Because I don't have enough to do as a teacher, mother, and novelist (LOOK FOR MY WORK COMING SOON THROUGH A NEW PUBLISHER! MORE ON THAT LATER), I decided to audition for a role in a Christmas production, the It's a Wonderful Life Radio Show, a delightful presentation of the classic as a 1940s radio program in which I would portray a voice actress doing several characters. When people asked the real reason why I wanted to be in the play, the answer came to me - I love being somewhere in which I am simply Courtney, not so-and-so's mom or so-and-so's wife or so-and-so's teacher. Also, theater is the one place I don't have to pretend to be anyone but myself. Except on stage, of course. I also feel I'm on the cusp of being a minor local celebrity, and want to ride that wave as long as possible.
And, as president-elect of an Indianapolis social theater club, The Players (which is decidedly NOT a swingers club, despite the name), I figured I should get on the stage from time to time myself, if only to remind myself of the sheer vulnerability and risk of major embarrassment and shunning, should one not perform up to standard in front of a live, paying audience.
At the auditions, I earnestly presented my very best accents and projected my effervescence, winning myself several different voices in the show, including a dense but sweet secretary with a Boston accent; snobby east-coast wife; shrill and angry mother; and loud Italian pub owner. But I did not garner the coveted main female part. Though I long ago realized that I am "quirky, supporting actress" in both the theater and in real life, just once I'd love the spotlight...but I digress. I effusively accepted the role, and gamely threw myself into rehearsals and my role.
First, I had to develop my radio actress character. I decided she should be Violet McBride, an Irish immigrant who was once quite the looker, but is aging and now has the body/face for radio (again, a nod to real life). Being one of 16 children, Violet decided to remain single and throw herself into her career, not thinking about how aging is the death knell for women. After a few weeks of rehearsals, work, and juggling the kids/spouse, I wished I had tossed "narcoleptic" into my character's description, so I could take cat naps on the stage between my characters. This led me to the idea for my next novel, The Narcoleptic Actress, since it's hilarious to imagine a worse career choice for someone with this condition. Perhaps she'll be provided with an electric collar to jolt her awake? Or maybe my fatigue is causing me to once again find things funny that aren't.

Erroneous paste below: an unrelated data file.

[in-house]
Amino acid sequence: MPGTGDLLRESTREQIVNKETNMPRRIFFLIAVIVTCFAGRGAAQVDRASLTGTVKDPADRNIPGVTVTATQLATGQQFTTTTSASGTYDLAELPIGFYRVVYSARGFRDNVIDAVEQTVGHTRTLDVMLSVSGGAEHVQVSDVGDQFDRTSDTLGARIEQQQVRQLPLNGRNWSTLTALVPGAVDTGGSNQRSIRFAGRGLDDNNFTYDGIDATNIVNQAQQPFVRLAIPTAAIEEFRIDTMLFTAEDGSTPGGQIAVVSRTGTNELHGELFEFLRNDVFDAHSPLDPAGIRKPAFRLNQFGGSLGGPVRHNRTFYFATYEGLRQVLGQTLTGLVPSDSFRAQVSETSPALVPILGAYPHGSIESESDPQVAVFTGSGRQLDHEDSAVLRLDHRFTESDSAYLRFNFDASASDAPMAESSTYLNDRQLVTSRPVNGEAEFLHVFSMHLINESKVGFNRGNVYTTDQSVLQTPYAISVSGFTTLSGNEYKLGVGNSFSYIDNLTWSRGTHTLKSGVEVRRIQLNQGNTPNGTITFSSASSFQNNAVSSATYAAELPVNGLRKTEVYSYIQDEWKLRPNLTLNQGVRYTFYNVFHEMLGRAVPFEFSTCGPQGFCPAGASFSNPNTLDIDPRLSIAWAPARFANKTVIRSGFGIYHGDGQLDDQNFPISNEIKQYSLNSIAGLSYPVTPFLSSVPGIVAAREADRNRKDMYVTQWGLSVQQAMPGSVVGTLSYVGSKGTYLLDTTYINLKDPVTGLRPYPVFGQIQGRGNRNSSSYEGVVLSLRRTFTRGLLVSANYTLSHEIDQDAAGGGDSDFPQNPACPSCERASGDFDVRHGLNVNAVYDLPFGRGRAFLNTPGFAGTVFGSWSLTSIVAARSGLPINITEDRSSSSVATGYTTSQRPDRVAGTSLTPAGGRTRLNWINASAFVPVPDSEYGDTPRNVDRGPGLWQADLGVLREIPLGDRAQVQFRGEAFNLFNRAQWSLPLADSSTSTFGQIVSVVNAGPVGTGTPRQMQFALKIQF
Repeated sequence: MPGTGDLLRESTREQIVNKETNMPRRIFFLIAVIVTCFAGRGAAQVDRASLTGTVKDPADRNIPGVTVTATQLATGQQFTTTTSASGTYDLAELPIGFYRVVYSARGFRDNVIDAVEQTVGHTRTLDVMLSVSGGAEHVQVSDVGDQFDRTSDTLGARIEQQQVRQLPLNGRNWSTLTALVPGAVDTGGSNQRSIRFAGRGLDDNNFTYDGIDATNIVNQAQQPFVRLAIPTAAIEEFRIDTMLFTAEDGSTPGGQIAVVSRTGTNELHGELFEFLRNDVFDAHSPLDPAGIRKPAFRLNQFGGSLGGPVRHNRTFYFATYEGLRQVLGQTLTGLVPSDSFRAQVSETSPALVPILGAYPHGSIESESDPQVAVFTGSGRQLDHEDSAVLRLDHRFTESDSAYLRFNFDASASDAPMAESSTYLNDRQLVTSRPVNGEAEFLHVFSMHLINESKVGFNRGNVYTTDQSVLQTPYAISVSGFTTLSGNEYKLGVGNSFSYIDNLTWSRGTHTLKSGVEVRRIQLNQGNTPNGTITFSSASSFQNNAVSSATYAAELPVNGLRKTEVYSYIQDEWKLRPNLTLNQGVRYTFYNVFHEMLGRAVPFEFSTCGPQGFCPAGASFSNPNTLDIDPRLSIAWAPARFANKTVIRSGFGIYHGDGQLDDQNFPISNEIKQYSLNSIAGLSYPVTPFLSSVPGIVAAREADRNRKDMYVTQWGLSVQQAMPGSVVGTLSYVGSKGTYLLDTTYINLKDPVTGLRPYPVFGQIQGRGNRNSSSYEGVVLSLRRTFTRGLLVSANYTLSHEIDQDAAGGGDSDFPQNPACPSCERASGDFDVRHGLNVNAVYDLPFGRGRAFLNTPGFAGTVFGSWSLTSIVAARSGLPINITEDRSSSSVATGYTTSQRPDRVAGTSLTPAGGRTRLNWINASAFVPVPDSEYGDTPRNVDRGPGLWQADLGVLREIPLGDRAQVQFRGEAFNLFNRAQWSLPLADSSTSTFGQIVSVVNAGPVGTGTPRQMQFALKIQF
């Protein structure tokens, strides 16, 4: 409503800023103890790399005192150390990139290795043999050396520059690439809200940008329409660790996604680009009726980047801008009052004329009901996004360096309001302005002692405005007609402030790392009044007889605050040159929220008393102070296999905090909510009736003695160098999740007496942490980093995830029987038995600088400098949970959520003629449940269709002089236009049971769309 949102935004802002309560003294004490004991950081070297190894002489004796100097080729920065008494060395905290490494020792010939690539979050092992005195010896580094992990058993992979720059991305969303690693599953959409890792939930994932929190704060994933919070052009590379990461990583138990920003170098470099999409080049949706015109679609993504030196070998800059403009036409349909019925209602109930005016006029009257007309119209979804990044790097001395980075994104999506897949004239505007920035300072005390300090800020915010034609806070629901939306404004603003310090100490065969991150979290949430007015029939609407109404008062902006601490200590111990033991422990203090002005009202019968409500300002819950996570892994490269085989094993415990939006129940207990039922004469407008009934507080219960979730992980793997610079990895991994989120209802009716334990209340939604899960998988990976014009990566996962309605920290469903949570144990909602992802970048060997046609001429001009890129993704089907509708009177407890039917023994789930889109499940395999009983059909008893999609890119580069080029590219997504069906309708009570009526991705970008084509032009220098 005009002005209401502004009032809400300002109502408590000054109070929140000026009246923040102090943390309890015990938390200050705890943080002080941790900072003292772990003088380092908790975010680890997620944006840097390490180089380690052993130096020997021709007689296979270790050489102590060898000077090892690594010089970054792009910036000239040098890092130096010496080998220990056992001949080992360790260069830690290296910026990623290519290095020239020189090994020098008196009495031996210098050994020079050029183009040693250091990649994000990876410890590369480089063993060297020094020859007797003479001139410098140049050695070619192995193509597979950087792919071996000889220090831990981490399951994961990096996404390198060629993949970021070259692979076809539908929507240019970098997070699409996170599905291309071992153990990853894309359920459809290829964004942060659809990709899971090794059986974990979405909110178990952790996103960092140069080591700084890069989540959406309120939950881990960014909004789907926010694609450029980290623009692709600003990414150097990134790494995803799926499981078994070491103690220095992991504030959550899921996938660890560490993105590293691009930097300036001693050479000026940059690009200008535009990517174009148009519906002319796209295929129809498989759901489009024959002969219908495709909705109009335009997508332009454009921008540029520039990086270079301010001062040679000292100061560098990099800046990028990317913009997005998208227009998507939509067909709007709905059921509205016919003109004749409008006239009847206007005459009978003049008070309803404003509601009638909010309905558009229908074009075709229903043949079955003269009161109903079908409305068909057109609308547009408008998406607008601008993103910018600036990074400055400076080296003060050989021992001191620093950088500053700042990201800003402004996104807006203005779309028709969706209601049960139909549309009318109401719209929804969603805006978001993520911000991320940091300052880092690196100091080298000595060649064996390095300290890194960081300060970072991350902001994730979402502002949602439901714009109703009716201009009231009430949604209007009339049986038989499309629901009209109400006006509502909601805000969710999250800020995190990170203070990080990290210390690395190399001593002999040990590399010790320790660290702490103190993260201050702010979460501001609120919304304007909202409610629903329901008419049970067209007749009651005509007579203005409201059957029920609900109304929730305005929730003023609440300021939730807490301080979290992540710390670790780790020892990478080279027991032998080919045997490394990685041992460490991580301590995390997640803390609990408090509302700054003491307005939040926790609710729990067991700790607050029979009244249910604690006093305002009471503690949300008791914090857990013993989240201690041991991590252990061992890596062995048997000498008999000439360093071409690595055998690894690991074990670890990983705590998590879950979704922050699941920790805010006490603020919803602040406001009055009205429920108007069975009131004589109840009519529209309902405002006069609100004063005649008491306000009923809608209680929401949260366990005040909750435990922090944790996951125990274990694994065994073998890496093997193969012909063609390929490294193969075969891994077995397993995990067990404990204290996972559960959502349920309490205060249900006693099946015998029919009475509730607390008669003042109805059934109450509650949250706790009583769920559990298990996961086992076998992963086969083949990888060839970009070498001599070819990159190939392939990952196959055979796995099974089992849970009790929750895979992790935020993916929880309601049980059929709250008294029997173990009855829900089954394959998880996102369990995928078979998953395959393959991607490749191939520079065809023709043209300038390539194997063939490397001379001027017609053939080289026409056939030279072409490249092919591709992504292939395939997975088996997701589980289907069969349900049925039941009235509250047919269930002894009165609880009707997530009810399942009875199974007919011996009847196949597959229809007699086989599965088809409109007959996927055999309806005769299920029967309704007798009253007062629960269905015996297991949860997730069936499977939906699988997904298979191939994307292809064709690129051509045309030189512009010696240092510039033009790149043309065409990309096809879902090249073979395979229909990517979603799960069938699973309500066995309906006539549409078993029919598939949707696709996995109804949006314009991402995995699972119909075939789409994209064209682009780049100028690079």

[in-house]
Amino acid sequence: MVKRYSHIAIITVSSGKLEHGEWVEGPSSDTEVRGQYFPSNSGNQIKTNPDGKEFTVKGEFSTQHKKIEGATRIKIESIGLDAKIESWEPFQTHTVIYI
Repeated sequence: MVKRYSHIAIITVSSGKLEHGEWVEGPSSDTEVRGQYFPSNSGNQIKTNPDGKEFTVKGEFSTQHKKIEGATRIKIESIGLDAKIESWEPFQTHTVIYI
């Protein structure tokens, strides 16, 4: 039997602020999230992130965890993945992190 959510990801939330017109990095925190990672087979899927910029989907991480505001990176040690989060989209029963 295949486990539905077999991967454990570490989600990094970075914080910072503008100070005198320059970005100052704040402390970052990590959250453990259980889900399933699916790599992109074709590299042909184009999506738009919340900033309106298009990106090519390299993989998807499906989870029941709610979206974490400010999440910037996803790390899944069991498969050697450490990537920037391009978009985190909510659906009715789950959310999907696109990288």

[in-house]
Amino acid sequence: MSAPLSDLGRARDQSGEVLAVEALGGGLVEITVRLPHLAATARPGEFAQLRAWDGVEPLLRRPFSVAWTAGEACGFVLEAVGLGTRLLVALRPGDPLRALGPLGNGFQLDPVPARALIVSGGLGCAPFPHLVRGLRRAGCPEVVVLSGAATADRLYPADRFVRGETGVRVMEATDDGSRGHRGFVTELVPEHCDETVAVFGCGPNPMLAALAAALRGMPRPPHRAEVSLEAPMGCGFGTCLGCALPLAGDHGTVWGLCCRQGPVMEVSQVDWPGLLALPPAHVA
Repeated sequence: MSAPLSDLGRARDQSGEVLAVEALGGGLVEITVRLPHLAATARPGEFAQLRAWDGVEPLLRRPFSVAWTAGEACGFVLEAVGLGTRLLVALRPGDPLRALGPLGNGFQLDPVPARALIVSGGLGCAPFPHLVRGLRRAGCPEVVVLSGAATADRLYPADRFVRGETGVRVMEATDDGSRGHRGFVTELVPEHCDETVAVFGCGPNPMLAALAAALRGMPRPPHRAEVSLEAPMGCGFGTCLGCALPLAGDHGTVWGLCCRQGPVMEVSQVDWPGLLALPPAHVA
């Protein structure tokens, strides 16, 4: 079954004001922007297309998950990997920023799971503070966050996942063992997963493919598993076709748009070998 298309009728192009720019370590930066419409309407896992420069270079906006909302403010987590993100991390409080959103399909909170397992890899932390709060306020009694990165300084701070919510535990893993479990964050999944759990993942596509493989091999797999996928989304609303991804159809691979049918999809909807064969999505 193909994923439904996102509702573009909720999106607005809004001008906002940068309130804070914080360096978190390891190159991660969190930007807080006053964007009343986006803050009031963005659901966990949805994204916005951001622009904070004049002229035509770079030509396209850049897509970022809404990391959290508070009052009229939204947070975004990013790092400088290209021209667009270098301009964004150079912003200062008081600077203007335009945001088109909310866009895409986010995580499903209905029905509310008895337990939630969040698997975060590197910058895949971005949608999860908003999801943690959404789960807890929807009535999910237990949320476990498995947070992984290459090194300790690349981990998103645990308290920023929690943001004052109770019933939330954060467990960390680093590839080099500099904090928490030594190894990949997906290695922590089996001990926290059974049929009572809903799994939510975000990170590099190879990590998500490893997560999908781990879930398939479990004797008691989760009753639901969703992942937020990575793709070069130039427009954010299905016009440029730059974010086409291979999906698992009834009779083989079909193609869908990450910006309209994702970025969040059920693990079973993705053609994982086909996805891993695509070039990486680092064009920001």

Community theater (theatre? I'm never sure) people are the absolute best. They, like fellow writers, are my tribe. Creative, fun, weird, intense people who crave something more than, well, I can't really quantify it. But they all understand. It's a strange symbiotic relationship. We all need each other to make the play work, and it's like losing a friend when the run of the show ends.
The play opened a couple of nights ago to rave reviews. I felt electric as the work we put in buzzed through my sad, middle-aged body. The audience reactions brought me out of my stupor and made me want to entertain them even more. Is it sheer narcissism to love it? Or to thing people want to read what I write? I shall ponder these things, but not stop because they bring me joy.
SHAMELESS PLUG: If you live in the Indy area, you can some and see this terrific show, whose cast members include some of the most talented people I've ever performed with. We are at the CAT Theater in Carmel, IN, for the next few weekends! It's great for the whole family, and supports the local arts. Click HERE for ticket information.
Courtney is a most fabulous writer and elementary high-ability teacher. She is the author of two novels - see the "Cate Books" page of this site for information! Watch for updates about future books that need to be part of your personal library. In the meanwhile, enjoy her pithy life observations.